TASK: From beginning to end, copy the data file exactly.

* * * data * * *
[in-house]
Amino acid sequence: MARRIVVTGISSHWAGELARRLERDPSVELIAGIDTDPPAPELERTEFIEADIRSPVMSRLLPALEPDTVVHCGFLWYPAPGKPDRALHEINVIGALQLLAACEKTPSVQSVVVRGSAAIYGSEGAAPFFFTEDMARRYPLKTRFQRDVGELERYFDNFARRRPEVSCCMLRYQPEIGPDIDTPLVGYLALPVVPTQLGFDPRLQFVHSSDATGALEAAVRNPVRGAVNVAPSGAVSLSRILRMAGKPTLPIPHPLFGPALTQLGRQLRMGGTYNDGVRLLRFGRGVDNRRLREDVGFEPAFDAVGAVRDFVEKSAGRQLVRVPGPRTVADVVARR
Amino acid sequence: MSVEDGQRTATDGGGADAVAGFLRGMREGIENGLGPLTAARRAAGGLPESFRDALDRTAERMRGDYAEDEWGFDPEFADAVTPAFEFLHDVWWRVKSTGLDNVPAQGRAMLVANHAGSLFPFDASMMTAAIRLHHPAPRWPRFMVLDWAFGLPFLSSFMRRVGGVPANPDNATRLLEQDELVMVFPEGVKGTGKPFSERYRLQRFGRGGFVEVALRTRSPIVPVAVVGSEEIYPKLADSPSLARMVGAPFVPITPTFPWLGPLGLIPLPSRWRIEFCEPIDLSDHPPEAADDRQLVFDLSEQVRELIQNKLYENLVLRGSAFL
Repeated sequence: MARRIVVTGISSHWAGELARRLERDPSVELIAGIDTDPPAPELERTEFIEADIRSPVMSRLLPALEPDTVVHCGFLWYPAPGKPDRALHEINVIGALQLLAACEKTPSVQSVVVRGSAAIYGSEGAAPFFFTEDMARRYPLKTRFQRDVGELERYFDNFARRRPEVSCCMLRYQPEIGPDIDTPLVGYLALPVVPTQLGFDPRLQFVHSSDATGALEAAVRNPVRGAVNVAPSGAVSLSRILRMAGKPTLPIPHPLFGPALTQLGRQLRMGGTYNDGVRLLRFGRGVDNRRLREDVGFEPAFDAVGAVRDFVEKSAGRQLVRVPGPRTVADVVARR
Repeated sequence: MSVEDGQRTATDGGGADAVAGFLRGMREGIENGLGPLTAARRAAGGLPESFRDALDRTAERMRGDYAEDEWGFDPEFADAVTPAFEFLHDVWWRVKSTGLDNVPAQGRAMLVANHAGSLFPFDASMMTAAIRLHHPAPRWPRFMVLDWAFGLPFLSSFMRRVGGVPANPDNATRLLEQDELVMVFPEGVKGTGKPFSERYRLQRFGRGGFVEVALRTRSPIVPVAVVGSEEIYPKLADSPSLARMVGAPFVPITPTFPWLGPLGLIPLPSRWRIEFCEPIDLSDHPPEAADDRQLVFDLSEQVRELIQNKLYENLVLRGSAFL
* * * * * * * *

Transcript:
[in-house]
Amino acid sequence: MARRIVVTGISSHWAGELARRLERDPSVELIAGIDTDPPAPELERTEFIEADIRSPVMSRLLPALEPDTVVHCGFLWYPAPGKPDRALHEINVIGALQLLAACEKTPSVQSVVVRGSAAIYGSEGAAPFFFTEDMARRYPLKTRFQRDVGELERYFDNFARRRPEVSCCMLRYQPEIGPDIDTPLVGYLALPVVPTQLGFDPRLQFVHSSDATGALEAAVRNPVRGAVNVAPSGAVSLSRILRMAGKPTLPIPHPLFGPALTQLGRQLRMGGTYNDGVRLLRFGRGVDNRRLREDVGFEPAFDAVGAVRDFVEKSAGRQLVRVPGPRTVADVVARR
Amino acid sequence: MSVEDGQRTATDGGGADAVAGFLRGMREGIENGLGPLTAARRAAGGLPESFRDALDRTAERMRGDYAEDEWGFDPEFADAVTPAFEFLHDVWWRVKSTGLDNVPAQGRAMLVANHAGSLFPFDASMMTAAIRLHHPAPRWPRFMVLDWAFGLPFLSSFMRRVGGVPANPDNATRLLEQDELVMVFPEGVKGTGKPFSERYRLQRFGRGGFVEVALRTRSPIVPVAVVGSEEIYPKLADSPSLARMVGAPFVPITPTFPWLGPLGLIPLPSRWRIEFCEPIDLSDHPPEAADDRQLVFDLSEQVRELIQNKLYENLVLRGSAFL
Repeated sequence: MARRIVVTGISSHWAGELARRLERDPSVELIAGIDTDPPAPELERTEFIEADIRSPVMSRLLPALEPDTVVHCGFLWYPAPGKPDRALHEINVIGALQLLAACEKTPSVQSVVVRGSAAIYGSEGAAPFFFTEDMARRYPLKTRFQRDVGELERYFDNFARRRPEVSCCMLRYQPEIGPDIDTPLVGYLALPVVPTQLGFDPRLQFVHSSDATGALEAAVRNPVRGAVNVAPSGAVSLSRILRMAGKPTLPIPHPLFGPALTQLGRQLRMGGTYNDGVRLLRFGRGVDNRRLREDVGFEPAFDAVGAVRDFVEKSAGRQLVRVPGPRTVADVVARR
Repeated sequence: MSVEDGQRTATDGGGADAVAGFLRGMREGIENGLGPLTAARRAAGGLPESFRDALDRTAERMRGDYAEDEWGFDPEFADAVTPAFEFLHDVWWRVKSTGLDNVPAQGRAMLVANHAGSLFPFDASMMTAAIRLHHPAPRWPRFMVLDWAFGLPFLSSFMRRVGGVPANPDNATRLLEQDELVMVFPEGVKGTGKPFSERYRLQRFGRGGFVEVALRTRSPIVPVAVVGSEEIYPKLADSPSLARMVGAPFVPITPTFPWLGPLGLIPLPSRWRIEFCEPIDLSDHPPEAADDRQLVFDLSEQVRELIQNKLYENLVLRGSAFL